Ardalan was an engineer who had worked on the SkyTrain system in Metro Vancouver. Razzaghi had recently graduated from UBC to work as a teacher. Esmaeilpour said the couple's son, Kamyar, was a "happy, social," 15-year-old.
A North Vancouver couple in their 30s, Hossein (Daniel) Saket and Fatemeh (Faye) Kazerani, were among the dead. Saket worked as an engineer, according to a cousin, and Kazerani was a hygienist.
B.C. residents Ayeshe Pourghaderi and her teenage daughter, Fatemah Pasavand, also died. The family owns a Persian bakery in North Vancouver, and Pasavand was a student at Carson Graham Secondary.
Roja Omidbakhsh was a first-year business student at the University of Victoria on Vancouver Island. A professor of hers remembered her as "very positive."
Mehran Abtahi was a postdoctoral fellow in the civil engineering department at the University of British Columbia. He joined the university in October, according to a statement from the school; flags at UBC's Vancouver and Kelowna campuses were lowered to half-mast on Thursday.
Initial reports from multiple sources and community members indicated that as many as 30 people connected to the Edmonton community died in the crash. So far, CBC News has been able to confirm 13 names from that community, as well as two with ties to Calgary.
Mojgan Daneshmand and her husband Dr. Pedram Mousavi, along with their daughters Daria and Dorina, were also confirmed among the dead.
Both Daneshmand and Mousavi were professors at the University of Alberta in the faculty of engineering, and were on the flight with numerous other Edmontonians, said Payman Parseyan, a member of the Iranian-Canadian community in the city.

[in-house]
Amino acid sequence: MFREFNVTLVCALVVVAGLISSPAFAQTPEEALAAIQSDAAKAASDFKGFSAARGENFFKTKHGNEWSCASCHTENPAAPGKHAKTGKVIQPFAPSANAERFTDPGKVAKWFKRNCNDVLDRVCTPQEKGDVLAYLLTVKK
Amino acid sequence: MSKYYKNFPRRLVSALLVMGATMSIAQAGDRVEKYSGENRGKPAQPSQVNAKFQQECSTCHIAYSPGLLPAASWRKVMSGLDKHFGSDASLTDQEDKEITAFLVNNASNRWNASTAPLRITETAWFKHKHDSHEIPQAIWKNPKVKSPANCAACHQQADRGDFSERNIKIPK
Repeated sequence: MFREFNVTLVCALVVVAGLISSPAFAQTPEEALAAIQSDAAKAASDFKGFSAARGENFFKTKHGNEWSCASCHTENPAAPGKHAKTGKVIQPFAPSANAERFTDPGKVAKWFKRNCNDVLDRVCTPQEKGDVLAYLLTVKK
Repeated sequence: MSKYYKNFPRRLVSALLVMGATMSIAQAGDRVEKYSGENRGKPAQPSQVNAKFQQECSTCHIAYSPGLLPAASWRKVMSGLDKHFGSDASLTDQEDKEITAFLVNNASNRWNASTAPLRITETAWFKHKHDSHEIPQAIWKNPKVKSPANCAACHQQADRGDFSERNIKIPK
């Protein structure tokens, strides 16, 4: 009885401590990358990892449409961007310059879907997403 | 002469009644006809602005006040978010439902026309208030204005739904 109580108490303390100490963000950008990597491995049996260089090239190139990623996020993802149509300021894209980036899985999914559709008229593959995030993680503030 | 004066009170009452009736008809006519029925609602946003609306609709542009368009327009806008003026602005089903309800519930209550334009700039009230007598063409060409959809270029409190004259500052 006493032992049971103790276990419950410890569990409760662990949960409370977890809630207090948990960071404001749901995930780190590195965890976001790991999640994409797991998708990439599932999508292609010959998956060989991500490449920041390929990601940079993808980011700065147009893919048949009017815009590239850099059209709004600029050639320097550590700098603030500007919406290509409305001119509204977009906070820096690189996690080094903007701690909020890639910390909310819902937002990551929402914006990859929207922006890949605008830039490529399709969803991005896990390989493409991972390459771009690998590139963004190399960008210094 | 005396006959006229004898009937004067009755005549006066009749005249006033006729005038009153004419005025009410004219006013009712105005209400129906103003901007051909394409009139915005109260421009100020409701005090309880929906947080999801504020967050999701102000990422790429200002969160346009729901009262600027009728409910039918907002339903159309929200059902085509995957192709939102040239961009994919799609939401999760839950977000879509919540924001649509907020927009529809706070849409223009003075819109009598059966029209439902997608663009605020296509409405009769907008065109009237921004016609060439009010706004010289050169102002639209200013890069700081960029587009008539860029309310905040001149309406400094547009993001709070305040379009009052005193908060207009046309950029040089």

Dr. Shekoufeh Choupannejad, an obstetrician-gynecologist at the Northgate Centre Medical Clinic in Edmonton, and her two daughters, were also killed, Parseyan said.
Both daughters were University of Alberta students. Saba Saadat was studying medicine; her sister, Sara, was a clinical psychology student.
Among the many Albertans killed in the crash was Grade 12 student Arshia Arbabbahrami, the Calgary Board of Education confirmed. Arbabbahrami was an international student at Western Canada High School, and was returning to Canada after spending the holidays with his family in Iran.
"Arshia was highly involved in athletic activities, such as the track and field and swim and dive team," the board said in an emailed statement. "He dreamt of being a doctor and was a leader in our community who many students looked up to."
Kasra Saati, an aircraft mechanic formerly with Viking Air, was the second Calgary-based victim, CBC News has confirmed.
"He was just ordinary guy, you know, trying to make a better future for himself and his family and of course their kids," said Nina Saeidpour, a family friend.
Nasim Rahmanifar, a mechanical engineering student at the U of A, had told a friend she was excited to go home to Iran during the school break to surprise her family. Her boyfriend Amir Hossein Saeedinia, who was coming to the U of A to do his PhD in mechanical engineering, was also killed in the crash.
U of A also announced that student Elnaz Nabiyi and alumnus Mohammad Mahdi Elyasi were killed in the crash.
Arash Pourzarabi and Pouneh Gorji, both in their mid-20s, were graduate students in the U of A's computer science program. They had travelled to Iran for their wedding, said Akbari, of Edmonton's Iranian Heritage Society.